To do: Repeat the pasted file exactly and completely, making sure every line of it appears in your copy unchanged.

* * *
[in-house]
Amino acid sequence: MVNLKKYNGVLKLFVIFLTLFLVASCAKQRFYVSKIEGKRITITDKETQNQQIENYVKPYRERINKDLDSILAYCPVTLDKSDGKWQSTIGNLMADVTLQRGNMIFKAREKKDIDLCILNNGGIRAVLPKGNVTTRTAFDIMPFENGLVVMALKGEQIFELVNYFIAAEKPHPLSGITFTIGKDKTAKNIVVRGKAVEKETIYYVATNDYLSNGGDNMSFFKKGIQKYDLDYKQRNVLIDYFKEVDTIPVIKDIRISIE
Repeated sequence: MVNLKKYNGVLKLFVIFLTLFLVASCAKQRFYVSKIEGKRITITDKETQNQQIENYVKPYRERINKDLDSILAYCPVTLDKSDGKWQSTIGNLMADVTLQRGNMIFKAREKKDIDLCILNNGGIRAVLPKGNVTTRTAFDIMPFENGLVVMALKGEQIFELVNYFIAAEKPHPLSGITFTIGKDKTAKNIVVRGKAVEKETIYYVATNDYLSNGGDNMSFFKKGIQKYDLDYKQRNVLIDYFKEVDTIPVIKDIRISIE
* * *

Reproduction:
[in-house]
Amino acid sequence: MVNLKKYNGVLKLFVIFLTLFLVASCAKQRFYVSKIEGKRITITDKETQNQQIENYVKPYRERINKDLDSILAYCPVTLDKSDGKWQSTIGNLMADVTLQRGNMIFKAREKKDIDLCILNNGGIRAVLPKGNVTTRTAFDIMPFENGLVVMALKGEQIFELVNYFIAAEKPHPLSGITFTIGKDKTAKNIVVRGKAVEKETIYYVATNDYLSNGGDNMSFFKKGIQKYDLDYKQRNVLIDYFKEVDTIPVIKDIRISIE
Repeated sequence: MVNLKKYNGVLKLFVIFLTLFLVASCAKQRFYVSKIEGKRITITDKETQNQQIENYVKPYRERINKDLDSILAYCPVTLDKSDGKWQSTIGNLMADVTLQRGNMIFKAREKKDIDLCILNNGGIRAVLPKGNVTTRTAFDIMPFENGLVVMALKGEQIFELVNYFIAAEKPHPLSGITFTIGKDKTAKNIVVRGKAVEKETIYYVATNDYLSNGGDNMSFFKKGIQKYDLDYKQRNVLIDYFKEVDTIPVIKDIRISIE